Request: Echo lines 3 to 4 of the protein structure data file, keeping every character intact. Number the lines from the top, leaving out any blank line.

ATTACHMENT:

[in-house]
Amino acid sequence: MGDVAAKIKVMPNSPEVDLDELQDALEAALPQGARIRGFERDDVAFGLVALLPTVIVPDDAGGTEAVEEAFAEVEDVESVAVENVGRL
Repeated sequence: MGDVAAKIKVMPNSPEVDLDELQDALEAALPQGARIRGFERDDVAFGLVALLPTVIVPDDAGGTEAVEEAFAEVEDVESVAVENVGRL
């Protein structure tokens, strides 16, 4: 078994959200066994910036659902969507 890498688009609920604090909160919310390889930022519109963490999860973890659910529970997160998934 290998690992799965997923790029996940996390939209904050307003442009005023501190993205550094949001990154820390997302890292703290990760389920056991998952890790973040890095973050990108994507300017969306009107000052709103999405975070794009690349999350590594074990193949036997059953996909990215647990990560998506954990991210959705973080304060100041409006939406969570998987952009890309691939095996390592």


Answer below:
Repeated sequence: MGDVAAKIKVMPNSPEVDLDELQDALEAALPQGARIRGFERDDVAFGLVALLPTVIVPDDAGGTEAVEEAFAEVEDVESVAVENVGRL
């Protein structure tokens, strides 16, 4: 078994959200066994910036659902969507 890498688009609920604090909160919310390889930022519109963490999860973890659910529970997160998934 290998690992799965997923790029996940996390939209904050307003442009005023501190993205550094949001990154820390997302890292703290990760389920056991998952890790973040890095973050990108994507300017969306009107000052709103999405975070794009690349999350590594074990193949036997059953996909990215647990990560998506954990991210959705973080304060100041409006939406969570998987952009890309691939095996390592």